Looking at Photographic Images

Discussion in 'Philosophy' started by jon w., Mar 7, 2004.

  1. This question is indirectly inspired by what was surely one of the
    most unlikely 'joint' exhibitions of recent years, that of Ansel Adams
    and William Eggleston at the Hayward Gallery in London (and probably
    elsewhere), though I do hope this thread does NOT become a discussion
    of their relative merits, since this is not my intention. What was
    interesting to me was their quite different notions of how you should
    look at a photograph, and hence (implicitly) their different ideas of
    what purpose the image should serve. On the one hand, you have an
    exquisitely hand-crafted object, often monumental in subject and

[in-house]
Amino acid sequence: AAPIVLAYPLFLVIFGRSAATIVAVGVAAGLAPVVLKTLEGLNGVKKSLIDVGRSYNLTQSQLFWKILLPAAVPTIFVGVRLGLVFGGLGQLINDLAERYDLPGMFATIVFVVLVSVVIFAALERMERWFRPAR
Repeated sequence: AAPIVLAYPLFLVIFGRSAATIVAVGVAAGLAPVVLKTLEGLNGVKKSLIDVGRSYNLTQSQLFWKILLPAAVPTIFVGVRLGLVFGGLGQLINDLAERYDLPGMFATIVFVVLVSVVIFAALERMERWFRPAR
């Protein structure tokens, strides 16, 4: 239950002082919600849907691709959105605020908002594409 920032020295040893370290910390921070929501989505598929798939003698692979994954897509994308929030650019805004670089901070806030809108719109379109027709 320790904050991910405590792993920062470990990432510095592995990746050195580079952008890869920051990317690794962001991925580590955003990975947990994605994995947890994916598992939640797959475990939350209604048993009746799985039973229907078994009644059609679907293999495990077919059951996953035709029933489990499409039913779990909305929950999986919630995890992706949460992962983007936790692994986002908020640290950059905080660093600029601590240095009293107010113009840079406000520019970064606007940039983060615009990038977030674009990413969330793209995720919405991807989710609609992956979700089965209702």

scale, which demands your concentration, that you study it at length
    in order to fully appreciate all the fine detail it contains. In other
    words, not only does the photographer adopt a patient, meditative,
    awe-struck attitude, but he implicitly demands the same attitude of
    the viewer. Each image makes the same claim, separately. On the other
    hand you have a huge proliferation of seemingly-casual images that
    seem to suggest that you take or leave them as you see fit. Maybe this
    is interesting?, they seem to say. If not, then no matter. Move on to
    the next one, at your own pace. Of course, this attitude has its
    analogue in the (relative) impermanance of colour prints, in
    comparison to the archivally-toned B and W print. I've become
    interested in taking this further: using 35 mm colour slide
    projections and sequences to suggest an even stronger sense of
    impermanance and diffidence, and combining this work with large format
    monochrome, though of course no-one is obliged to take me seriously.